COLUMBUS, Ohio (WCMH) – An Ohio bill similar to a recent one signed into law in Florida that opponents have called the “Don’t Say Gay” bill is the latest attempt by lawmakers to influence public education.
Since being introduced Monday, the bill has been condemned as downright bigotry by some and lauded by others as a way to prevent the sexual indoctrination of schoolchildren and protect parental rights.
House Bill 616, introduced by Reps. Jean Schmidt (R-Loveland) and Mike Loychik (R-Bazetta), prohibits schools from teaching about “divisive or inherently racist concepts” – including sexual orientation and gender identity for students between kindergarten and third grade, according to the bill’s text.
“I can’t even put into words the stupidity of this bill,” said John Coneglio, president of the Columbus Education Association. “First of all, teachers are going to start having to pull books. And we can’t even recognize the family unit of some of our students?”
Coneglio, who formerly taught high school social studies for Columbus City Schools, described HB 616 as “mean-spirited” and “downright bigotry” that serves to marginalize the LGBTQ community while threatening to strip funding from schools where teachers are found in violation of the bill’s provisions.
On Tuesday afternoon, the bill’s sponsors released a statement in which they touted HB 616 as a way to ensure students receive “a quality education that is fair, unbiased and age appropriate.”
“The classroom is a place that seeks answers for our children without political activism,” Schmidt said in a statement. “Parents deserve and should be provided a say in what is taught to their children in schools. The intent of this bill is to provide them with the tools to be able to see what their child is being taught.”
Although the sponsors provided comments in a release, Coneglio said “they should be ashamed of themselves” for initially dodging questions from reporters at the Statehouse earlier in the day.
“If they’re proud of the legislation, they should be out there talking about it,” he said. “But they’re trying to pander to a group of voters to get reelected.”
Not only did Coneglio say the bill opens the door to punishing teachers who recognize the existence of a student’s LGBTQ family members, but it also sets a dangerous precedent stifling the support teachers can provide LGBTQ students.
Youth who identify as LGBTQ are more than four times as likely as their peers to attempt suicide, with more than 1.8 million LGBTQ youth seriously considering suicide each year in the U.S., according to The Trevor Project, a suicide prevention and crisis intervention organization for LGBTQ people.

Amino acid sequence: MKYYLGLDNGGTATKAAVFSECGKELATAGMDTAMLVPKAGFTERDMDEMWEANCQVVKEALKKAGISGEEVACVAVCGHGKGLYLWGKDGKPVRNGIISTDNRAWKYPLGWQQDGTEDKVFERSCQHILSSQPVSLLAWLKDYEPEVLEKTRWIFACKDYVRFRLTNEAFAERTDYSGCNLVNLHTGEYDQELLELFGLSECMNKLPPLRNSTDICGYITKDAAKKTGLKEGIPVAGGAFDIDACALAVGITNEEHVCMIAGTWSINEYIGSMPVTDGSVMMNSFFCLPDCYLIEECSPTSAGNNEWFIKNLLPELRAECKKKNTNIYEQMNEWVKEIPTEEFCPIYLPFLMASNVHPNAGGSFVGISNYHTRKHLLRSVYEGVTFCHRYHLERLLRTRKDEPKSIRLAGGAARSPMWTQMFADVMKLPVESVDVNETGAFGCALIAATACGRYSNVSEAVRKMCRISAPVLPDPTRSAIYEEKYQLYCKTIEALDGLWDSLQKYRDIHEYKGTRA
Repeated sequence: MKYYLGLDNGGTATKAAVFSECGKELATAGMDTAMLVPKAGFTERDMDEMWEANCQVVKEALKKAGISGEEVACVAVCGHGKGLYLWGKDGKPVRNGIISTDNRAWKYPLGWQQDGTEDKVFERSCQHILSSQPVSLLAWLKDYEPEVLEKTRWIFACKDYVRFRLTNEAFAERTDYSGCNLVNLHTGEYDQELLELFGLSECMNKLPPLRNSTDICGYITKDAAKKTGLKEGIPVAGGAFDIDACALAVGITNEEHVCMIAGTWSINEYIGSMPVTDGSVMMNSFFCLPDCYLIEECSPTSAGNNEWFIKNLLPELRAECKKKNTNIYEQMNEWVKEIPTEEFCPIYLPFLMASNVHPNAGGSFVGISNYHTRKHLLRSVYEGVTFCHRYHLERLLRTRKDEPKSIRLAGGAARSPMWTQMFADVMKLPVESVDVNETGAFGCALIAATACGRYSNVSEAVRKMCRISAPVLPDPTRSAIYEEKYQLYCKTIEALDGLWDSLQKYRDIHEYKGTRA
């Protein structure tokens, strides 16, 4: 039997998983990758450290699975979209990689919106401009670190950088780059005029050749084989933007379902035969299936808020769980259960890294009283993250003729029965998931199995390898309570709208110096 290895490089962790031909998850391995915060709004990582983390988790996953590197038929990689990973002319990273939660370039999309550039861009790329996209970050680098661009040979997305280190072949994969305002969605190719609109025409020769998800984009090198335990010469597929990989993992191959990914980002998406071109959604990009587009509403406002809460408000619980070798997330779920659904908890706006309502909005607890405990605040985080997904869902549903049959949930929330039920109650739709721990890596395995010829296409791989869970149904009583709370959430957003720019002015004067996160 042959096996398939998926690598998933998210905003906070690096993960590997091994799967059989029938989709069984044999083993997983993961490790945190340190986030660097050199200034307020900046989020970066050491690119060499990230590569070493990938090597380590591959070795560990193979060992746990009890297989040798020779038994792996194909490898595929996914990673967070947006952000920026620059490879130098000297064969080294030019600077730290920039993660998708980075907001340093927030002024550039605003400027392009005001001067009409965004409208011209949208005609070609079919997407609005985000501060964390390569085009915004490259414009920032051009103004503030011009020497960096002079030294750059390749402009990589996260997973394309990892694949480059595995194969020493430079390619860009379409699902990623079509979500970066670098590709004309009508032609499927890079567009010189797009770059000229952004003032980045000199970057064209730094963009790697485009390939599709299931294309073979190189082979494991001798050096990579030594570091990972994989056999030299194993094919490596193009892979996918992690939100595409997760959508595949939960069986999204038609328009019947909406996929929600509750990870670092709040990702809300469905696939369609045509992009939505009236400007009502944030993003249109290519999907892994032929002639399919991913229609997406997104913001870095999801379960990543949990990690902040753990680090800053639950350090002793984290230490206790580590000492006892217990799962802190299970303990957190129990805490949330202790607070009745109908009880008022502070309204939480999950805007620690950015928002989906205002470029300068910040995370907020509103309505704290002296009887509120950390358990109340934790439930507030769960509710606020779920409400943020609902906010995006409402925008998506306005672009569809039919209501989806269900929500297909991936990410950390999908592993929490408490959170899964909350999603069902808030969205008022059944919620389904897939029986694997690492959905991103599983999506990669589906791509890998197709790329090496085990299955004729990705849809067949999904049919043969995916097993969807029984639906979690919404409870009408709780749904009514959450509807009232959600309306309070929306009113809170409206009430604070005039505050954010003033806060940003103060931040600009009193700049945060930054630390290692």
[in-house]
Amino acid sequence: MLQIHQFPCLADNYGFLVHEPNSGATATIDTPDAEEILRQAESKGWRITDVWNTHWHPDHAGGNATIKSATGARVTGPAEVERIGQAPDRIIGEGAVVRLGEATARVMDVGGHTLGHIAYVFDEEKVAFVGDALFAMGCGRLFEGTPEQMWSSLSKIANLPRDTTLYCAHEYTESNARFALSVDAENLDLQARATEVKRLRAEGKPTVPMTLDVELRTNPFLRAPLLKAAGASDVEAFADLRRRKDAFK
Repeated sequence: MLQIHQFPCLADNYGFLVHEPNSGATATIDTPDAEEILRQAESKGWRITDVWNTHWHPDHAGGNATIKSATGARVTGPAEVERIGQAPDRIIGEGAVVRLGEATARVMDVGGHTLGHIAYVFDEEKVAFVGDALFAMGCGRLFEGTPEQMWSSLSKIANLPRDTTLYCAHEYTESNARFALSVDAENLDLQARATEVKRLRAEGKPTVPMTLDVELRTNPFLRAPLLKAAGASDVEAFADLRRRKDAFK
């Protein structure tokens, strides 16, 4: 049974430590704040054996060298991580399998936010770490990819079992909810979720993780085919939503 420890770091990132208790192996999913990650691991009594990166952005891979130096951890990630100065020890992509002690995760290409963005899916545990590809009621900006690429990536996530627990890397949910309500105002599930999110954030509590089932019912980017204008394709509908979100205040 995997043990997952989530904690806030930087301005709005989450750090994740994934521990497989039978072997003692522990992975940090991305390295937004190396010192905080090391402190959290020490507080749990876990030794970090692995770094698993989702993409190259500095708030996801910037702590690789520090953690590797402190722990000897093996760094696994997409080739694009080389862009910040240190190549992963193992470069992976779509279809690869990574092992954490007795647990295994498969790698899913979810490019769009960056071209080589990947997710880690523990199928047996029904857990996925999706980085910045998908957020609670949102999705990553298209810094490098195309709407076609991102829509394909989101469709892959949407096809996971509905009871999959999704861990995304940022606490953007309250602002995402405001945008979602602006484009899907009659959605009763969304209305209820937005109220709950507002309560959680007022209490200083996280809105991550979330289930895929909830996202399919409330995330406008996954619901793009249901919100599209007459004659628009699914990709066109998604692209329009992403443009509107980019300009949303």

LGBTQ youth who reported high levels of parental rejection are eight times more likely to attempt suicide than those whose parents are accepting of their sexuality, according to the Trevor Project.
“When some teachers aren’t accepting of their kids, it causes them to shut down,” Coneglio said. “We want kids to flourish and to be themselves and to grow up and be successful – nobody should be ashamed of who they are.”
But John Stover, president of Ohio Value Voters, said HB 616 ensures that instruction pertaining to LGBTQ-related issues is left in the hands of parents – who he said aren’t interested in having their children indoctrinated with sexual material.
“The teaching of schools today, they’re on a mission to indoctrinate children, whether it’s with social-emotional learning, comprehensive sex education or CRT (critical race theory),” Stover said. “And it’s extremely important that parents have their rights in place relative to the teaching of their children.”
Stover said he’s convinced that Gov. Mike DeWine, who he said isn’t cut from the same cloth as Florida Gov. Ron DeSantis, will veto HB 616 if it reaches his desk. That’s even if it ever does. A bill aimed at “divisive concepts” such as critical race theory has been stalled in a House committee for months.
But he said Ohio Value Voters hope for a change in Republican leadership in November – particularly an election of Jim Renacci, one of DeWine’s challengers in the May primary – who will commit to supporting HB 616 and other efforts to restore the basic tenets of public education in Ohio.
“It certainly brings educators back to their primary mission that many parents feel that they should have, and that’s teaching children to read, write and learn math in schools,” Stover said.
While Coneglio said it’s important that parents have input in their children’s development, teachers must be able to have the academic freedom to address students’ questions which, he said, deserve to be answered.
In addition to barring topics related to gender identity and sexual orientation, HB 616 would prohibit the following concepts:
- Critical race theory
- Intersectional theory
- The 1619 Project
- Diversity, equity, and inclusion learning outcomes
- Inherited racial guilt
“As a social studies teacher and someone who majored in history in college, our history is not this perfect whitewashed thing we grew up with,” Coneglio said. “You can see all sorts of tragedies in our past. We can’t improve in the future if we don’t address those tragedies.”
For Densil Porteus, the executive director of Stonewall Columbus, HB 616 reflects the erasure of the LGBTQ community from U.S. history and culture – and could be detrimental to the mental and physical health of LGBTQ youth.
“Identity is wrapped up in mental and physical wellness,” Porteus said. “If young people who are queer or LGBTQ and aren’t seeing their identities in education and the history of America, they aren’t seeing themselves as part of our history.”
The Trevor Project’s 24/7 crisis hotline can be reached by phone at 1-866-488-7386 or by texting “START” to 678-678.